Changing language

Language is always in flux, over the dead bodies of fusty conservatives. English isn’t alone in changing under the stimulus of social media and popular culture.

Since my Chinese vocabulary incongruously lurched from the Tang dynasty to the clichés of Maoism (see also here), where it remained impaled, I’m happy to make some modest updates, partly courtesy of websites like Sixth Tone (e.g. herehere, and here), and Magpie digest—as well as this article, including a recap on the viral caonima “grass-mud-horse” trope. As elsewhere, much of the linguistic innovation is driven by online usage. I’m very keen on the term

To zhuāng bì 装 B is to put on airs — worldly, moneyed, educated, eccentric, or any other combination thereof. In other words: to be a fucking poser.* B is shorthand for níubì ( lit. “cow’s cunt”: see here, with instructive links), meaning “awesome” or “badass”—the English letter “B” being easier to find than the character for cunt (for shabi “fuckwit” and the somewhat less shocking nature of bi in Chinese, see here).

The article describes zhuang B as “a light, often self-deprecating insult”, “sign of healthy subcultural growth”—“by-product of all the new possibilities for young, middle-class Chinese people, a way for millennials to practise defining their way of life.” So it’s a pretentious wanker or tosser—cf. Poseur, moi?”.

I also like galiao 尬聊 “awkward chat”, inevitable chats with boring people—when the person you are talking with lacks communication skills, or when your mind wanders off and the talk reaches a dead end.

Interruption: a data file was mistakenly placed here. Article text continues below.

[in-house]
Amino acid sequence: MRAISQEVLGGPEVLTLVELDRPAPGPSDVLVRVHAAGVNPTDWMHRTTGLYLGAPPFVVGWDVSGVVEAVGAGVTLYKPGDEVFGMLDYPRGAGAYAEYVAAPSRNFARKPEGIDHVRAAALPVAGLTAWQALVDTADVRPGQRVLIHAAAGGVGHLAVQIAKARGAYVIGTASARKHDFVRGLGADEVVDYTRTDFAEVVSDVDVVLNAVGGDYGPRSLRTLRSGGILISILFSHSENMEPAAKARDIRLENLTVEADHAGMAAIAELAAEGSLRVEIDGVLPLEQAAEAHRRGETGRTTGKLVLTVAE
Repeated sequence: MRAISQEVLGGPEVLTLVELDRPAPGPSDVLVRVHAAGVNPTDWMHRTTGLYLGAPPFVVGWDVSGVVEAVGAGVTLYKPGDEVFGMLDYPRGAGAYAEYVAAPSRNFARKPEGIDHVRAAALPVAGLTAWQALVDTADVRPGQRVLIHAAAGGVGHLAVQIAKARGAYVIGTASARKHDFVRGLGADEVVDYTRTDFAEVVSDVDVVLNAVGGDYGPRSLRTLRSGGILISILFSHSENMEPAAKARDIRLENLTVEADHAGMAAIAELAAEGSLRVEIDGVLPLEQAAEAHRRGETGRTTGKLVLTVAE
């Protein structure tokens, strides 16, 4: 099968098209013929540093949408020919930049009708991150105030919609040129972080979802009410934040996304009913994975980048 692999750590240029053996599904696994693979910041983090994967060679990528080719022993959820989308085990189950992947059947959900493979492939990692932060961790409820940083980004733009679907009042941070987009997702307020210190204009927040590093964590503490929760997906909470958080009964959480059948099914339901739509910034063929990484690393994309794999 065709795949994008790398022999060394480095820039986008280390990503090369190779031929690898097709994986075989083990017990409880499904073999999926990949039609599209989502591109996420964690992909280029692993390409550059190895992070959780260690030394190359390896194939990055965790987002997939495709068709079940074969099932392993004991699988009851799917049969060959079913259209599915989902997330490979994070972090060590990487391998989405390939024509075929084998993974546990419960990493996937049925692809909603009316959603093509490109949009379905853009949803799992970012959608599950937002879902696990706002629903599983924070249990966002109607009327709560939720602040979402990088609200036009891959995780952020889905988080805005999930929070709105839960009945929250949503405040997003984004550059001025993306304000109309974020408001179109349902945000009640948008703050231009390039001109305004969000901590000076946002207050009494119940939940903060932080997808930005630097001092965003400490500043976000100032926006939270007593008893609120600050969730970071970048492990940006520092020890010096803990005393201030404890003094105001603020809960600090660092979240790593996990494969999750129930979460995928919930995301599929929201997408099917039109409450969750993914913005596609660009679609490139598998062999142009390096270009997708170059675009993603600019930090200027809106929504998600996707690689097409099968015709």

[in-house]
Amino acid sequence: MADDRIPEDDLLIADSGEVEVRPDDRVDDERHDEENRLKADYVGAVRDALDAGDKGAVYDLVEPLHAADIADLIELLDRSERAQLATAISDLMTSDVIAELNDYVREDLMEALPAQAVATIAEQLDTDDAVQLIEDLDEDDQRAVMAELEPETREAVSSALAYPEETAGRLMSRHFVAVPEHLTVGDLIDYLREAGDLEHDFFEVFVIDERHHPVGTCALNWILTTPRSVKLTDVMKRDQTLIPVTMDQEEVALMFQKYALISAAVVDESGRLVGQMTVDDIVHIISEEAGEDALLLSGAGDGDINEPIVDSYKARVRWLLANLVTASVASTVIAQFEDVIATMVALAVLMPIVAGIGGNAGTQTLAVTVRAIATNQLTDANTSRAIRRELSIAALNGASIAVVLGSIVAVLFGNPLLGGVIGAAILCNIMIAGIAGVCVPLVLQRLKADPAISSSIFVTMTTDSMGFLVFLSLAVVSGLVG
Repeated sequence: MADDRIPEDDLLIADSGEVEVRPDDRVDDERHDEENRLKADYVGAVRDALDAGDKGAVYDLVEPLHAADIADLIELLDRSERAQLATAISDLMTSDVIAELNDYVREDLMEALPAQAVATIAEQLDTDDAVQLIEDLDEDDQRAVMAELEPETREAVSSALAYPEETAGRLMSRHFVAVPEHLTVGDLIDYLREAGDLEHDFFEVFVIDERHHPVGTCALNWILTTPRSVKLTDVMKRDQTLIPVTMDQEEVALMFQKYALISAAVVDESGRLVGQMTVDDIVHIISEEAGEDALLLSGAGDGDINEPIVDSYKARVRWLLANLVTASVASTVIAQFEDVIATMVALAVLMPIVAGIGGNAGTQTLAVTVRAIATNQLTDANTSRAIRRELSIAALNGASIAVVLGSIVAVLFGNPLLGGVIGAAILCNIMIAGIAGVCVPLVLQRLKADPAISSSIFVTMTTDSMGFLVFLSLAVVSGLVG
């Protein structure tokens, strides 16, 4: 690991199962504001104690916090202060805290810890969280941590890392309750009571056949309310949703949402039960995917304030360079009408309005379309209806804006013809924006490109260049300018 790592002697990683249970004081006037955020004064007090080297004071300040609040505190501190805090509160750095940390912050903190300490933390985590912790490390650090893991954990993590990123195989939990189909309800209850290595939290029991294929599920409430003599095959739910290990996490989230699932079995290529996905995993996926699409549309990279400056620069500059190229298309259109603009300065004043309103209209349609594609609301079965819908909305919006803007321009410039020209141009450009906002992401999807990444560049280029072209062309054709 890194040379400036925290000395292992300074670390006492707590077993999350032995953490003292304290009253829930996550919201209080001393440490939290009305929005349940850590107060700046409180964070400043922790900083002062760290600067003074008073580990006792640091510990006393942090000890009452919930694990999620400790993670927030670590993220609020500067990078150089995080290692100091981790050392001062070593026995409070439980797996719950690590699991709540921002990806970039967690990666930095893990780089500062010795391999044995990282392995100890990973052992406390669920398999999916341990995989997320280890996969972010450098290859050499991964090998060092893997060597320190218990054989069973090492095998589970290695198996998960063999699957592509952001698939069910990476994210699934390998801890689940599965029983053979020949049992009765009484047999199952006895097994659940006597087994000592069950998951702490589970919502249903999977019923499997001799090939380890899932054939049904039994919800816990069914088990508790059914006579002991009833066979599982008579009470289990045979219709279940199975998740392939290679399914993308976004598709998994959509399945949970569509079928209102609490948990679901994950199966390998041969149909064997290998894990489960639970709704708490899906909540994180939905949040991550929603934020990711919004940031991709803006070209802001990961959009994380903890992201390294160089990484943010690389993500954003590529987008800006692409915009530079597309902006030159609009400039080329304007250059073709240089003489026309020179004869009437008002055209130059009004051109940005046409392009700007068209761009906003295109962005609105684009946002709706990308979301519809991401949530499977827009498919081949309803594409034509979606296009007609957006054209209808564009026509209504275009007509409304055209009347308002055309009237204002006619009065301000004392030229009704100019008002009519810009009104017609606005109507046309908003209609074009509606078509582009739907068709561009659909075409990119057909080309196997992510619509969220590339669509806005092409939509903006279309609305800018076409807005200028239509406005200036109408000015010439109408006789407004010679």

Even for those seeking to limit their studies to a bygone age, a basic grasp of how living people communicate (even village ritual specialists) is valuable…

 

* Private Eye‘s Pseuds’ corner polices English excesses with regular entries—like this, from an old programme note of a London Pro Musica concert, penned with tongue in cheek by the splendid Bernard Thomas:

The title of this concert means “a piece of cake”; it comes from the popular song Damene un poco di quella mazacrocha, “give me a piece of that cake (crumpet?)”. The process of baking a cake might be taken a central metaphor for Renaissance musical culture, for the special synthesis of northern polyphony and rhythmic subtlety with the poetry and expressive melody of indigenous Italian music. Florence, together with Siena and Bologna, were, and still are, traditional centres of cake baking. One can only guess at the repeated and prolonged biting into cakes on the creative processes of Heinrich Isaacs during his long stay in Florence.

2 thoughts on “Changing language

  1. Pingback: Vesna Goldsworthy | Stephen Jones: a blog

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